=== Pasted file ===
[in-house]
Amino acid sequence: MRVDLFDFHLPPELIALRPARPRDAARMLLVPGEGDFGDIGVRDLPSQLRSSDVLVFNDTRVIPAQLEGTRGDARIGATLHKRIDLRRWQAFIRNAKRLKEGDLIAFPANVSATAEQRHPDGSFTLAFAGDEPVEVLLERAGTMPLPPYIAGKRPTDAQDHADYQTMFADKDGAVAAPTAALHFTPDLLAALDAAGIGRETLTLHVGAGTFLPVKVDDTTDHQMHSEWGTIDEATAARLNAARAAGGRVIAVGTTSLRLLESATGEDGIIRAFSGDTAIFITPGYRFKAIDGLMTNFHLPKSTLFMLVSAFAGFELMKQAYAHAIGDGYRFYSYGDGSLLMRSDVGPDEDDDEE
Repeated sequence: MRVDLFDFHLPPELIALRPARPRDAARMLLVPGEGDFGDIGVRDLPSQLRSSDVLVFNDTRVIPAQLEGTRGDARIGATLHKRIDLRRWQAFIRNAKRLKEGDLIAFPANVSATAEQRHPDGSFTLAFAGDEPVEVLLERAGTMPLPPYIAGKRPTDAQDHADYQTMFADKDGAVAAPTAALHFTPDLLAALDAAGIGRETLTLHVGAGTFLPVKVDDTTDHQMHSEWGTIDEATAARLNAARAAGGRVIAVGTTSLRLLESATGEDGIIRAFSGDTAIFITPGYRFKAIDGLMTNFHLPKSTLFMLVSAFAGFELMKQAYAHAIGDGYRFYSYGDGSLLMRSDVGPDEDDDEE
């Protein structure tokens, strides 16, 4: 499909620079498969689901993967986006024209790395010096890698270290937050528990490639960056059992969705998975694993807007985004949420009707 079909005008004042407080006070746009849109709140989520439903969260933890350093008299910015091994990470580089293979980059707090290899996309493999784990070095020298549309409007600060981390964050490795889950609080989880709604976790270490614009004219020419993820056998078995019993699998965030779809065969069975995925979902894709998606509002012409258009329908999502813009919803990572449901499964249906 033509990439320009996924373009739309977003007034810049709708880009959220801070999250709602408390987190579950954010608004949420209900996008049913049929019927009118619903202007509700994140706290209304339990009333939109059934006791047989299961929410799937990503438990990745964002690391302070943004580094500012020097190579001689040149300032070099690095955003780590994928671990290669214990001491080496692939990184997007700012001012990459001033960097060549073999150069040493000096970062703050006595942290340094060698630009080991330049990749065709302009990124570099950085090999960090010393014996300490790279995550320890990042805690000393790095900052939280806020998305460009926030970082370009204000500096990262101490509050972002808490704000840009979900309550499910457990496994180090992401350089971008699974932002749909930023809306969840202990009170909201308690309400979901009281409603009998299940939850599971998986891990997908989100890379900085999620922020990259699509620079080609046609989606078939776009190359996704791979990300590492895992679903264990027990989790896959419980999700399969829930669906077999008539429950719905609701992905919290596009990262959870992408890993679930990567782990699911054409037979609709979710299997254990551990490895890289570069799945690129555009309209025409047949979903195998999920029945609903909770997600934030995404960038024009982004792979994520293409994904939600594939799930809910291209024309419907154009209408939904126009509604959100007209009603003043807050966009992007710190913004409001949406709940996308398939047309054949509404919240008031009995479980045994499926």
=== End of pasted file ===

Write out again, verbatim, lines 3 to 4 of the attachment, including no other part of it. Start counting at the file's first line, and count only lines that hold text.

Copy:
Repeated sequence: MRVDLFDFHLPPELIALRPARPRDAARMLLVPGEGDFGDIGVRDLPSQLRSSDVLVFNDTRVIPAQLEGTRGDARIGATLHKRIDLRRWQAFIRNAKRLKEGDLIAFPANVSATAEQRHPDGSFTLAFAGDEPVEVLLERAGTMPLPPYIAGKRPTDAQDHADYQTMFADKDGAVAAPTAALHFTPDLLAALDAAGIGRETLTLHVGAGTFLPVKVDDTTDHQMHSEWGTIDEATAARLNAARAAGGRVIAVGTTSLRLLESATGEDGIIRAFSGDTAIFITPGYRFKAIDGLMTNFHLPKSTLFMLVSAFAGFELMKQAYAHAIGDGYRFYSYGDGSLLMRSDVGPDEDDDEE
């Protein structure tokens, strides 16, 4: 499909620079498969689901993967986006024209790395010096890698270290937050528990490639960056059992969705998975694993807007985004949420009707 079909005008004042407080006070746009849109709140989520439903969260933890350093008299910015091994990470580089293979980059707090290899996309493999784990070095020298549309409007600060981390964050490795889950609080989880709604976790270490614009004219020419993820056998078995019993699998965030779809065969069975995925979902894709998606509002012409258009329908999502813009919803990572449901499964249906 033509990439320009996924373009739309977003007034810049709708880009959220801070999250709602408390987190579950954010608004949420209900996008049913049929019927009118619903202007509700994140706290209304339990009333939109059934006791047989299961929410799937990503438990990745964002690391302070943004580094500012020097190579001689040149300032070099690095955003780590994928671990290669214990001491080496692939990184997007700012001012990459001033960097060549073999150069040493000096970062703050006595942290340094060698630009080991330049990749065709302009990124570099950085090999960090010393014996300490790279995550320890990042805690000393790095900052939280806020998305460009926030970082370009204000500096990262101490509050972002808490704000840009979900309550499910457990496994180090992401350089971008699974932002749909930023809306969840202990009170909201308690309400979901009281409603009998299940939850599971998986891990997908989100890379900085999620922020990259699509620079080609046609989606078939776009190359996704791979990300590492895992679903264990027990989790896959419980999700399969829930669906077999008539429950719905609701992905919290596009990262959870992408890993679930990567782990699911054409037979609709979710299997254990551990490895890289570069799945690129555009309209025409047949979903195998999920029945609903909770997600934030995404960038024009982004792979994520293409994904939600594939799930809910291209024309419907154009209408939904126009509604959100007209009603003043807050966009992007710190913004409001949406709940996308398939047309054949509404919240008031009995479980045994499926």